Thursday, January 30, 2014

"The Great" Mae Young

 Despite often being the oldest superstar on the roster, Mae Young always lived up to her last name.  How would an elderly woman do the things that she did?  Why would she?  Certainly a woman of such an advanced age would be content watching the next generation of her rough profession?  Not "The Great" Mae Young.  If someone was taking a powerbomb off a stage through a table, it was her.  Perhaps she should have been nicknamed "Mae Young-At-Heart."

When Mae passed away on January 14th at the age of 90, it was not unexpected.  Due to various stories of ill health and an erroneous report of her death a few days earlier, the wrestling community had already begun to say their goodbyes.  It was the fact that this tough-as-nails woman could possible be mortal that stunned most fans.  As she often spoke of her wish to compete at the age of 100, most of us thought that the legendary female grappler would be around forever.

Although she competed in nine different decades, much of the existing career of Young is from her WWF/WWE career that began in 1999.  As the tag team partner and companion of The Fabulous Moolah, Young's appearances on Raw, Smackdown, and various pay-per-view events catapulted her from an unsung legend to one of the most beloved characters in the history of the company.

Little footage is known to be available of Young's early career.  Even photos from her wrestling days are few and far between.  Many fans are surprised to see that Young was a beautiful young woman whose toughness probably took many off-guard.  She was often seen wearing a crown even into her WWF days and was sometimes billed as "Queen" Mae Young.  The May 1969 issue of Wrestling Revue magazine featured a multi-page spread on the "Queen."  It's hard to believe that Mae was already three decades into her career at that point.

The stories told by Young herself and those who were around in her earlier career certainly paint a picture that mirrors her later years.  Wild, unflinching, and even pioneering seem to best describe Mae's days on the road, and we'll probably never begin to hear the craziest tales surrounding her life and times.  If ever a wrestler's life could translate into an entertaining motion picture, it just might have been Mae's.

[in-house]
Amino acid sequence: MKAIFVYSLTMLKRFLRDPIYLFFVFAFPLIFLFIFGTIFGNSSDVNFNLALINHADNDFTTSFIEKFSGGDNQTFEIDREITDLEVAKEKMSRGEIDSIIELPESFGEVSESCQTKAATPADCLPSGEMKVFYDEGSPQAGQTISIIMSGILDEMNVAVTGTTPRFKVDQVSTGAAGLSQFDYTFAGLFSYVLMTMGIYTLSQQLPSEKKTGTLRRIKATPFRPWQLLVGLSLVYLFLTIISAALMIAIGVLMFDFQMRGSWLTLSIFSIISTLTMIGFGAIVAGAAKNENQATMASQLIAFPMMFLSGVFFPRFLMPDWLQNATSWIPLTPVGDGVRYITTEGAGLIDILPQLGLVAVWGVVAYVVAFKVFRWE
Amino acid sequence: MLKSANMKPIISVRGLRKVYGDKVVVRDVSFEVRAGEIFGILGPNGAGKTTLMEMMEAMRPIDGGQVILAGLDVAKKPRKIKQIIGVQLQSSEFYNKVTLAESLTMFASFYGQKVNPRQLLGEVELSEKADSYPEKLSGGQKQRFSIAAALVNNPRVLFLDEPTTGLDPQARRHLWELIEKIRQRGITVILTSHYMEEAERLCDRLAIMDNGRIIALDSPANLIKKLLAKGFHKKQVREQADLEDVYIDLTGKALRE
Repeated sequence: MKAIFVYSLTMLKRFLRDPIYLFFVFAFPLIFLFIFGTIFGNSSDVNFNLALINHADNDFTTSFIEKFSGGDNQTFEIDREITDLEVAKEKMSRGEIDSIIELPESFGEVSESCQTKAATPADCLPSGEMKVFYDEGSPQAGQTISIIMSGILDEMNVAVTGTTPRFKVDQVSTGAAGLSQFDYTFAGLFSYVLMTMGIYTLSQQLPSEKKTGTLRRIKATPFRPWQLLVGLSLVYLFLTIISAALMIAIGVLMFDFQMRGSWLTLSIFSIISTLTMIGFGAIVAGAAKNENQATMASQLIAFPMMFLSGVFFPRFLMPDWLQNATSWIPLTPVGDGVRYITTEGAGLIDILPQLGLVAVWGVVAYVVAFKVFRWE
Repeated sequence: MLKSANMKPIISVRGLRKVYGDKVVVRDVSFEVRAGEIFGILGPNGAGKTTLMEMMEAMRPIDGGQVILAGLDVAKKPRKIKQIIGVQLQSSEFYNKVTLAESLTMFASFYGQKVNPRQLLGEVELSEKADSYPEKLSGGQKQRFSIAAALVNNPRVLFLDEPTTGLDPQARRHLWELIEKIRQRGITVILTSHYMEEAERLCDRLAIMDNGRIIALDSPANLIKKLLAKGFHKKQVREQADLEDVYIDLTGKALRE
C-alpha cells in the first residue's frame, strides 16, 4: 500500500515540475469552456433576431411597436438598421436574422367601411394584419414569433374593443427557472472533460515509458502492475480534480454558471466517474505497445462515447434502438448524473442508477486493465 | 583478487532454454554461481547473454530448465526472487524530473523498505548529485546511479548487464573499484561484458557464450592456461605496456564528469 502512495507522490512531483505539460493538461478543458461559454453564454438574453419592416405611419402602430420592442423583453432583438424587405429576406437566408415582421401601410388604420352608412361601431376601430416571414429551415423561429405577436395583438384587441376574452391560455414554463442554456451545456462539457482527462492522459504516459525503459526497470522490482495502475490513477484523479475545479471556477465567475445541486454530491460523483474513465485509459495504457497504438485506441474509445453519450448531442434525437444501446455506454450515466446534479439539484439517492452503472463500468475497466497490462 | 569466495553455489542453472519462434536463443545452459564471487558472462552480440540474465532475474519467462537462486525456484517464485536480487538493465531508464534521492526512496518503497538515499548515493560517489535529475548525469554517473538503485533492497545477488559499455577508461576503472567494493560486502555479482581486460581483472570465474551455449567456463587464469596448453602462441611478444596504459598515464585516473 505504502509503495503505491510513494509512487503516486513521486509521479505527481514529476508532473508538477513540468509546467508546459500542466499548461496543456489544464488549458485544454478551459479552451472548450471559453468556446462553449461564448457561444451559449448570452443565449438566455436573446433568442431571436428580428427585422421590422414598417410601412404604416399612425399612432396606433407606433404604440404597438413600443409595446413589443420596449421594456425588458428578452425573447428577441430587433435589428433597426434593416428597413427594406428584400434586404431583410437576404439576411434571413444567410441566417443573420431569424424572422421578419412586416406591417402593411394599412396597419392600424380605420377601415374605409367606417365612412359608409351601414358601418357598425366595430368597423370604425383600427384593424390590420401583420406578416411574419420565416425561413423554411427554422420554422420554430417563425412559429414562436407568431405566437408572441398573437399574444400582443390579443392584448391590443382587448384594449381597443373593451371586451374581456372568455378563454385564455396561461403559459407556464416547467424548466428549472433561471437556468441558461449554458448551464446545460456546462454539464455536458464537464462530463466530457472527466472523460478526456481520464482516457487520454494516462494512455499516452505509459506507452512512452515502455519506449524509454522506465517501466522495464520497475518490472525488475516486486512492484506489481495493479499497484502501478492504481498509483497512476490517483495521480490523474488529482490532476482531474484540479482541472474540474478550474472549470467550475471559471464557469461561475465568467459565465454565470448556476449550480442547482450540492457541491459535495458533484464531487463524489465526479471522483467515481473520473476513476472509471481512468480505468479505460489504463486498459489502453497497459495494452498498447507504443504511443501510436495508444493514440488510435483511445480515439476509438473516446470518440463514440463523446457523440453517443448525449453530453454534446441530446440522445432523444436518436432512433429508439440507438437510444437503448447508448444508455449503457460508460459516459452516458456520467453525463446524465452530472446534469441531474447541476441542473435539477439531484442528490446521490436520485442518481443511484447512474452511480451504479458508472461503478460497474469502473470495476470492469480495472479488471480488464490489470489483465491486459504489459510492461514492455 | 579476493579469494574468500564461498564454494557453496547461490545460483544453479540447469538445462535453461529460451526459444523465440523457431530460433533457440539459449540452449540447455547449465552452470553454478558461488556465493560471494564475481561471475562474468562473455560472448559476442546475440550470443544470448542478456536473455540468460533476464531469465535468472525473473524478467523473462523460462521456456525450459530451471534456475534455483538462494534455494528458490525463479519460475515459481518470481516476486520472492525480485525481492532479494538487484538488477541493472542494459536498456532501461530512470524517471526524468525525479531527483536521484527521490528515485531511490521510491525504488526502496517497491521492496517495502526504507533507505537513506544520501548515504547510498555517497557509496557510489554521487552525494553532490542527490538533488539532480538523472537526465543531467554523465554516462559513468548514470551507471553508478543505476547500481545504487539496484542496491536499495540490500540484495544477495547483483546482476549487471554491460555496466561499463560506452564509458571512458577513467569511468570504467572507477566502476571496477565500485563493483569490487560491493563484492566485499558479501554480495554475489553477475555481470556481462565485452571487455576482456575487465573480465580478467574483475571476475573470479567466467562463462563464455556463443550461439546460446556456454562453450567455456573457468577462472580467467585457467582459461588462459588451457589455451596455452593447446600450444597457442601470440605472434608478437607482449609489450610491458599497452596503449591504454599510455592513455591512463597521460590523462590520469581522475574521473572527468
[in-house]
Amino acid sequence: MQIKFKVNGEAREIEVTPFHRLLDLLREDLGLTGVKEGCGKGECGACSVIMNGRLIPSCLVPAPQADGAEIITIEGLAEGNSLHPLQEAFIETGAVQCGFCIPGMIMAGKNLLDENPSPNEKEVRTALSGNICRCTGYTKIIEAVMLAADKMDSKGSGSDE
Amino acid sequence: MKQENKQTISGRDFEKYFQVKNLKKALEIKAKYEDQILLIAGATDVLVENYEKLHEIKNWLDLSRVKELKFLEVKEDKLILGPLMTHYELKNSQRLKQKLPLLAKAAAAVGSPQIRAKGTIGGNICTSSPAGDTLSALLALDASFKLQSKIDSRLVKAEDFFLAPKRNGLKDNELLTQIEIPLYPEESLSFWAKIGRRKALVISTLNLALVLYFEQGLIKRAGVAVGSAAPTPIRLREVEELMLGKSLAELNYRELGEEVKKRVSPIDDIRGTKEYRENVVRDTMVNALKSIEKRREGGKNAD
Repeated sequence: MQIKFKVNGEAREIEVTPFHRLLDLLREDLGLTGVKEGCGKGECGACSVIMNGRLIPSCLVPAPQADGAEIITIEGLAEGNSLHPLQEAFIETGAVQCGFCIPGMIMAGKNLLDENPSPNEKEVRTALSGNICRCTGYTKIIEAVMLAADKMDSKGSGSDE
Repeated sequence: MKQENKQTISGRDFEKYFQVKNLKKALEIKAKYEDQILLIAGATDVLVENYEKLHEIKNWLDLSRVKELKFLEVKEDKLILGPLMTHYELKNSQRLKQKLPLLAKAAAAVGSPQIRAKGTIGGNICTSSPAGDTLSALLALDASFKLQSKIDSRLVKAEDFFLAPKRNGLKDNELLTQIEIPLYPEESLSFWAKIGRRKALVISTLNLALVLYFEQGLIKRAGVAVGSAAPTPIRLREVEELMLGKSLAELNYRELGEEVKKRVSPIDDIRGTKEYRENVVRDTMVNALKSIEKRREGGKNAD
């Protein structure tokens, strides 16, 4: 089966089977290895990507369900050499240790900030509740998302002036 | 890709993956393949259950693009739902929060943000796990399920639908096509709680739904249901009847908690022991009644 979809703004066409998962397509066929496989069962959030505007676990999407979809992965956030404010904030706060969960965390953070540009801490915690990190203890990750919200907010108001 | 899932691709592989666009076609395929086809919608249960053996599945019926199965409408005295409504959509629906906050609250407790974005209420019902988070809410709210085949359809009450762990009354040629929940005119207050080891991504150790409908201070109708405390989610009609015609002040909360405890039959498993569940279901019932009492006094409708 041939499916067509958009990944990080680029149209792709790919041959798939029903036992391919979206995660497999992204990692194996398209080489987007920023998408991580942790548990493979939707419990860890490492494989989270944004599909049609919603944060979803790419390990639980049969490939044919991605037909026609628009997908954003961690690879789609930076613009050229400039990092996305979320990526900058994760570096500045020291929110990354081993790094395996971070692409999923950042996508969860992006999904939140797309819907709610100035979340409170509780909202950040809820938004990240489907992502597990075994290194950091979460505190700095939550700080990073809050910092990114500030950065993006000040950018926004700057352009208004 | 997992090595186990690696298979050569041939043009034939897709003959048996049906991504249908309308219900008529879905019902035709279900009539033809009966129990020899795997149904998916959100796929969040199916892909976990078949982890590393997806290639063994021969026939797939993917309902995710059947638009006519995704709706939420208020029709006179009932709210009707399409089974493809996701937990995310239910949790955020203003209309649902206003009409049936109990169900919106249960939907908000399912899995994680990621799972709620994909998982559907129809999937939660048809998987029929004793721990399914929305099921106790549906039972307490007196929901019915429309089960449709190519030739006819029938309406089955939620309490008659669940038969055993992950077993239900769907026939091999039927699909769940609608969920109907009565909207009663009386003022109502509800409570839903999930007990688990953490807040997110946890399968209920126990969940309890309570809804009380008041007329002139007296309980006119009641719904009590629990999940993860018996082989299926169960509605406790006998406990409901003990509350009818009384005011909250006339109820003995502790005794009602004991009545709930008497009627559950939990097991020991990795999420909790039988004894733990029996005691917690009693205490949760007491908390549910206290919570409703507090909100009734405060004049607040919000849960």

Her wild past aside, Young seemed to truly enjoy the admiration of her peers and fans.  It has been said that her 2008 induction into the WWE Hall of Fame was one of the greatest days of her life.  Showing off her ring recognizing that honor, as well as her ring from the Pro Wrestling Hall of Fame, was something that she loved to do.  Though some observers may only view her induction as reliving her often hilarious WWF/WWE exploits, the educated fan recognizes that this honor was for a woman who succeeded at her craft at a time when it was not a popular vocation for her gender to participate in.

Mae is often associated with The Fabulous Moolah, but many of Moolah's students did not have the same association with Young.  Although Mae trained many wrestlers (including Moolah) during her career, she was not part of the golden age of Moolah's school that produced such women's wrestling stars as Donna Christanello, Toni Rose, Judy Martin, Leilani Kai, and Joyce Grable.  The west coast-based Young instead came to live at the Moolah estate in the early 1990's.  Although Christanello lived there for a number of years, it was Katie Glass, aka midget wrestler Diamond Lil, that Mae became particularly close to.  Our thoughts go out to  Ms. Glass at this time.

Every wrestling entity and even some mainstream news outlets have paid their respects to Mae Young in an outpouring not seen since the passing of Paul Bearer in 2013.  While it is undoubtedly a testament to her famous WWF/WWE role of the past fifteen years, it also gives hope to myself and many other true wrestling fans that her earlier contributions to the business will continue to be learned.  Godspeed, Johnnie Mae Young, and "Muah!"...

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